The architecture and design collection of chairs

A Brief History of the Chair in Design

This blog was originally published in 2012.

Roaming through the museum’s Martin Building you may find yourself asking, “What’s with all the chairs?” I know I have. To answer this question for myself and all of you, I did a little digging into the history of design. As it turns out from reviewing Centuries and styles of the American chair, 1640-1970 by Robert Charles Bishop and 1000 chairs by Charlotte Fiell, a chair can say a lot.

Throughout history, chairs have symbolized the life and times of a designers and consumers. Like any work of art, we can learn about the culture they came from by looking at how they were made, who made them, and their style. What was important at the time? Who were they made for? What space did they used to inhabit? As art and architecture evolve over time, chair design does too. But their purpose never has; for millennia people have needed a place to sit. As such, the chair is a perfect marker for the ever-changing history of design.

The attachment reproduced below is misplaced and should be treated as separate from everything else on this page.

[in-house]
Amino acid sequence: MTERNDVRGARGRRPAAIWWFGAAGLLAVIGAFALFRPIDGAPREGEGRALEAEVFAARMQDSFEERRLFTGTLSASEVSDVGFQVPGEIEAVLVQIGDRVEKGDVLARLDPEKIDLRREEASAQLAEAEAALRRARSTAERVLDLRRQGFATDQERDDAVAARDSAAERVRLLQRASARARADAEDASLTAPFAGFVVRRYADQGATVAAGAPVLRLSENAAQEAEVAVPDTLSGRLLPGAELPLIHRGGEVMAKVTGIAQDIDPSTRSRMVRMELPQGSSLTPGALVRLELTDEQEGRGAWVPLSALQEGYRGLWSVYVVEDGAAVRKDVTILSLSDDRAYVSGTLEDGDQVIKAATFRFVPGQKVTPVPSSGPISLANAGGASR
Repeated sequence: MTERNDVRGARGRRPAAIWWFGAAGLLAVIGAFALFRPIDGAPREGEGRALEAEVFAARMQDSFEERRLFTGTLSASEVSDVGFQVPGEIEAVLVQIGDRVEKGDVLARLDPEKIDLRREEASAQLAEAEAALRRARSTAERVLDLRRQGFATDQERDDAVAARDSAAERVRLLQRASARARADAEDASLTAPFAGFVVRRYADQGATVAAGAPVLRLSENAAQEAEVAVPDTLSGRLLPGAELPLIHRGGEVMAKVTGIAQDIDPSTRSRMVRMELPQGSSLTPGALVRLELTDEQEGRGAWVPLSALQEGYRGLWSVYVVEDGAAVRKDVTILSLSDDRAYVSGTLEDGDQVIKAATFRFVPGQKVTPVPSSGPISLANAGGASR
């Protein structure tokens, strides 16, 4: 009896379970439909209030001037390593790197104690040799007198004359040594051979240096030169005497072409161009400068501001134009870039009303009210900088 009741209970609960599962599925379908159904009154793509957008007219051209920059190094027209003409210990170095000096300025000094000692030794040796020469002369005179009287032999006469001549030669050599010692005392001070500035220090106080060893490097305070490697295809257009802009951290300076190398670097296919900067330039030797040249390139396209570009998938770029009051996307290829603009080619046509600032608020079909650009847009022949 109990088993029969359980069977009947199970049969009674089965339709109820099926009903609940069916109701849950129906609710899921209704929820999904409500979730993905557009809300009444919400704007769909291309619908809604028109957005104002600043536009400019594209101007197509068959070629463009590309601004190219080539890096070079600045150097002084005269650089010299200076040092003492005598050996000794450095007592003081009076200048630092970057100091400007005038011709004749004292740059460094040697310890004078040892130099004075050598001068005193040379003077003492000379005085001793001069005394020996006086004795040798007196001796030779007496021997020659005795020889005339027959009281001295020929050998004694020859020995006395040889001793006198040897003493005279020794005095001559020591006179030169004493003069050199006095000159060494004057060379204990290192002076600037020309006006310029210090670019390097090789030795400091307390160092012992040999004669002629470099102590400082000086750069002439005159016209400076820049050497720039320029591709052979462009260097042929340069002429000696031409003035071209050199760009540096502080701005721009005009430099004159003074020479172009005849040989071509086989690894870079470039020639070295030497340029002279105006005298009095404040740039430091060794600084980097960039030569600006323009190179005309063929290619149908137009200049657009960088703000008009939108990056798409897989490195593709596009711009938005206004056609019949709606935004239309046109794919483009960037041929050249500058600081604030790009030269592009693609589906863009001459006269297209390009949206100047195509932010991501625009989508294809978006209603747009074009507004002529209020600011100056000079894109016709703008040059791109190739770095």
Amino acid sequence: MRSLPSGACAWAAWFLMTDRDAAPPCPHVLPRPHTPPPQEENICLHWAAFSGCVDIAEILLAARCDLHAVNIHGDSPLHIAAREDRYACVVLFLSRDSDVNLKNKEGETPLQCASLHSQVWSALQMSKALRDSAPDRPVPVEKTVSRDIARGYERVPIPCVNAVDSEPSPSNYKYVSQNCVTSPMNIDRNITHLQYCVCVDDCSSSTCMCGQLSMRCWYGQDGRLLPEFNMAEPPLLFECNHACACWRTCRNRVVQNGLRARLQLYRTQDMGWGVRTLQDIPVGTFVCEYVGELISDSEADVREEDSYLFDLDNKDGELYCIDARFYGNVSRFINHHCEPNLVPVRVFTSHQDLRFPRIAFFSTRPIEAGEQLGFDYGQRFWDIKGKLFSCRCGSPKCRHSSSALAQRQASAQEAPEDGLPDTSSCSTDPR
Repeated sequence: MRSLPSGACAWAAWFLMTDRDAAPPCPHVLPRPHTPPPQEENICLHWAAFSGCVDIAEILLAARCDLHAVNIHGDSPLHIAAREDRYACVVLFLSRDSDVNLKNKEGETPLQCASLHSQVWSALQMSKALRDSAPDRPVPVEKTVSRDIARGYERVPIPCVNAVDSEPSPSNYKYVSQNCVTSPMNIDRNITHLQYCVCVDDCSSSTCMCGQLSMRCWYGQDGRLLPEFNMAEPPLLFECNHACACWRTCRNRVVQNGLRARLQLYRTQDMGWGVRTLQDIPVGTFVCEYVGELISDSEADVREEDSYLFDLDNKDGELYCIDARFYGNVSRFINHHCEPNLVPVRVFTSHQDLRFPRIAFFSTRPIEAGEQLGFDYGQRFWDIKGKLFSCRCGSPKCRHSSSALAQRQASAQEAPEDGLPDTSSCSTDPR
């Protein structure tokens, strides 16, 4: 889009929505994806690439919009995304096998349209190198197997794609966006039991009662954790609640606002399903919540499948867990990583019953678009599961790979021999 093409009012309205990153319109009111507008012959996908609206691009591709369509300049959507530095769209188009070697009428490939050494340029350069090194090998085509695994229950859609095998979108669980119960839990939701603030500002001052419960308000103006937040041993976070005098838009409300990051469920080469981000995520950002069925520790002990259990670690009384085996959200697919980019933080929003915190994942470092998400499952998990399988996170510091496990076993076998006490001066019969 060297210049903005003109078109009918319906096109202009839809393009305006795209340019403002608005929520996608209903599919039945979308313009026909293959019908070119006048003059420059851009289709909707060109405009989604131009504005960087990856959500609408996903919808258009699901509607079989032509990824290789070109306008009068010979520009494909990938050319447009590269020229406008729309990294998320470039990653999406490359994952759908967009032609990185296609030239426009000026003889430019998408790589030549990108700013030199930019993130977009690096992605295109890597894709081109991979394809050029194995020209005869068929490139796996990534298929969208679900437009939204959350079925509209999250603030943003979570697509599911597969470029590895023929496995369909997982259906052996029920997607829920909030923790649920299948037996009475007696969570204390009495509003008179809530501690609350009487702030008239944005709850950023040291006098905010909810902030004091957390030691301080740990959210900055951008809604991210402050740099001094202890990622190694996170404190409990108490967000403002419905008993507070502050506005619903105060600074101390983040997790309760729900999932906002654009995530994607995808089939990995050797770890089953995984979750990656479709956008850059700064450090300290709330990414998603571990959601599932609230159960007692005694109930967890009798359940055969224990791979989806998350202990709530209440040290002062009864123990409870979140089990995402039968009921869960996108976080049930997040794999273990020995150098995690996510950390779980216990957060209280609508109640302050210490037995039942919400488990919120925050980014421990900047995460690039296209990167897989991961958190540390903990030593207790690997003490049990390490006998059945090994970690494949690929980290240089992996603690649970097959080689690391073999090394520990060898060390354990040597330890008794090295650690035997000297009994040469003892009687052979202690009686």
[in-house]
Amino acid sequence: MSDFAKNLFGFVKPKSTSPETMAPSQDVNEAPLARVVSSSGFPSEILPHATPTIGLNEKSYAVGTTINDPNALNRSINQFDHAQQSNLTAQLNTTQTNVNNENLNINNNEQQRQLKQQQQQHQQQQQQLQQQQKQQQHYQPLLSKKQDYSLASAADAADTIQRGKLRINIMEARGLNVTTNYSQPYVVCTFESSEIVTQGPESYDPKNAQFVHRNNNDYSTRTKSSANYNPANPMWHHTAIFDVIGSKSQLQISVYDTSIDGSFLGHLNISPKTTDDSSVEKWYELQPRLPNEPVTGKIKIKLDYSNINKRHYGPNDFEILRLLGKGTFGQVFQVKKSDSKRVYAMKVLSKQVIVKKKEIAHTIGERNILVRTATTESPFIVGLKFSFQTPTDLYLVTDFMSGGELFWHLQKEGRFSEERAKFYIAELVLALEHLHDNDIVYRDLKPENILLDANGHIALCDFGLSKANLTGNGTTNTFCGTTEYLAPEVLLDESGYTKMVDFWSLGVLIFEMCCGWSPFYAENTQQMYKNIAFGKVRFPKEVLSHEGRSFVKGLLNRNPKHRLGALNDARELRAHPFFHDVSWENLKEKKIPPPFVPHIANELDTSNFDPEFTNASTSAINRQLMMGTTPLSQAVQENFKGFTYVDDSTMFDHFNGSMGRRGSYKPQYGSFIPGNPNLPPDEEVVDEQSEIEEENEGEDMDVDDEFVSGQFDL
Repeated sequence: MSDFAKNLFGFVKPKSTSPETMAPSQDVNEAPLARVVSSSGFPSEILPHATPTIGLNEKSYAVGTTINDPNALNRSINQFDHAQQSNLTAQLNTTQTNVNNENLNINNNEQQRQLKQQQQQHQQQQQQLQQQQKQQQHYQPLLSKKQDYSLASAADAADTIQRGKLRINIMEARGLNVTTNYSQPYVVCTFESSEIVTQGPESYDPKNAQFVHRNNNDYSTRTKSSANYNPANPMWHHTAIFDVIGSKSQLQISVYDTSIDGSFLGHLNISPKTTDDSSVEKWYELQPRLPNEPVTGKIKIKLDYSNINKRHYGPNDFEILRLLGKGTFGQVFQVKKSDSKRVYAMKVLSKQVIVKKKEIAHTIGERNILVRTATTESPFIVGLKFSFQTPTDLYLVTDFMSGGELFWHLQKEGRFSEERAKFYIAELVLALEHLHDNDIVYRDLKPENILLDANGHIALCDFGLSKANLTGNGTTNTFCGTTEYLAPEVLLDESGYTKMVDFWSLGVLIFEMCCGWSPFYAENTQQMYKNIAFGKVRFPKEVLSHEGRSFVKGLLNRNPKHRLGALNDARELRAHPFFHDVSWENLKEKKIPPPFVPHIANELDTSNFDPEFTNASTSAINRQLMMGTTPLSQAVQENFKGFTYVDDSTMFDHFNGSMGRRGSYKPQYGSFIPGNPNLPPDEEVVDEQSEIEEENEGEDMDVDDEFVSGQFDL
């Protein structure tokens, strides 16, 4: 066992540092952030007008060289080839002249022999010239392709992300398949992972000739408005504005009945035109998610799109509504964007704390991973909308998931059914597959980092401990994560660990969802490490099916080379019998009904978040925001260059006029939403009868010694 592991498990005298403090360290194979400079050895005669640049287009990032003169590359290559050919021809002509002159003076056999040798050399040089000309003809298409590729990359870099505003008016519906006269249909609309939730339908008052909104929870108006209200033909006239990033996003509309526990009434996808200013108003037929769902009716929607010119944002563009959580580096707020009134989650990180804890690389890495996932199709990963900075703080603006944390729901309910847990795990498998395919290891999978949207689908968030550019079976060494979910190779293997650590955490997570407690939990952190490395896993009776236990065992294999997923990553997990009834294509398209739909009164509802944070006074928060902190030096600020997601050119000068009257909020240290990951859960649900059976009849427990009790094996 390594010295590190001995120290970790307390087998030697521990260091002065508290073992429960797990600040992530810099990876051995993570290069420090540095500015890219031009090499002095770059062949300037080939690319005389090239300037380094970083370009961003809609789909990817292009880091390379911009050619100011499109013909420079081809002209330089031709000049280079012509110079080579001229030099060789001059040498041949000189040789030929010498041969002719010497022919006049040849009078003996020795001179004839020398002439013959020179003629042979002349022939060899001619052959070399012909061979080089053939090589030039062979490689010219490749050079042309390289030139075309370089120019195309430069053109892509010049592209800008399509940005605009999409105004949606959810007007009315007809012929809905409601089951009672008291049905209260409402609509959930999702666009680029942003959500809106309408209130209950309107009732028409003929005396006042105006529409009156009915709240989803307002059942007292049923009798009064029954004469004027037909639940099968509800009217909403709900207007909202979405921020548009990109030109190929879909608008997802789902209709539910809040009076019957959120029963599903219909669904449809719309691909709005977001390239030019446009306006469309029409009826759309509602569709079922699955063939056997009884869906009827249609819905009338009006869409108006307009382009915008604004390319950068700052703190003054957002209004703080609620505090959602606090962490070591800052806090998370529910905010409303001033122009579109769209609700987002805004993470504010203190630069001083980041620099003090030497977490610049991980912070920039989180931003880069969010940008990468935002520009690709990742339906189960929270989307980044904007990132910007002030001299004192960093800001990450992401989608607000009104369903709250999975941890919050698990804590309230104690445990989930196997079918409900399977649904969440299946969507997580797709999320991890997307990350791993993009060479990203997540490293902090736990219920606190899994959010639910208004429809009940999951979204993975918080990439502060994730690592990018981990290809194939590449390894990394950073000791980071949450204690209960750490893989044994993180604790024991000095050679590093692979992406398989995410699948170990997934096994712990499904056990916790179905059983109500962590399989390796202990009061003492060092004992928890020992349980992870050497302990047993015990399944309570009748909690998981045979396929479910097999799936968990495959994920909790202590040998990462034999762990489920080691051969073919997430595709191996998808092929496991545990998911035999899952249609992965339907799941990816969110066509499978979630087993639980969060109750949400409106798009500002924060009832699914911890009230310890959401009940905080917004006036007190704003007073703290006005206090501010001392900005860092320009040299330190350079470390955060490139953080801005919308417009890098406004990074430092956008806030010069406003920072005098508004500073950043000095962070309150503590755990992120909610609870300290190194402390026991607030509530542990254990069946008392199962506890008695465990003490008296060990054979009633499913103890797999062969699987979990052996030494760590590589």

Chairs combine form and function in a way that is easy for consumers to digest but incredibly difficult for designers to perfect inasmuch as they encompass many of the challenges of design-—engineering, material choice, production method, style, and functionality—in one small package.

In many cases a designer’s entire philosophy can be summed up by their chair. Designer George Nelson put it nicely, saying, “Every truly original idea—every innovation in design, every new application of materials, every technical invention for furniture—seems to find its most important expression in a chair.”

Nearly every important designer has made a chair at some point in their career. So take a seat and consider the chair. What would your “most important expression” look like?

DoubleButter (established 2006, Denver, CO), Roadrunner Chair, 2006. Medium-density fiberboard (MDF), linseed oil, and pine-resin varnish. Manufactured by DoubleButter, Denver, CO. Denver Art Museum, gift of the manufacturer. 2010.9.

Thomas E. Warren, Centripetal Spring Side Chair, about 1849. Manufactured by American Chair Company, Troy, New York. Denver Art Museum; funds from DAM Yankees. 1989.91.

Gothic Revival Armchair. American, about 1840–60. Walnut and reproduction needlepoint upholstery. Funds from the DAM Yankees, 1990.192.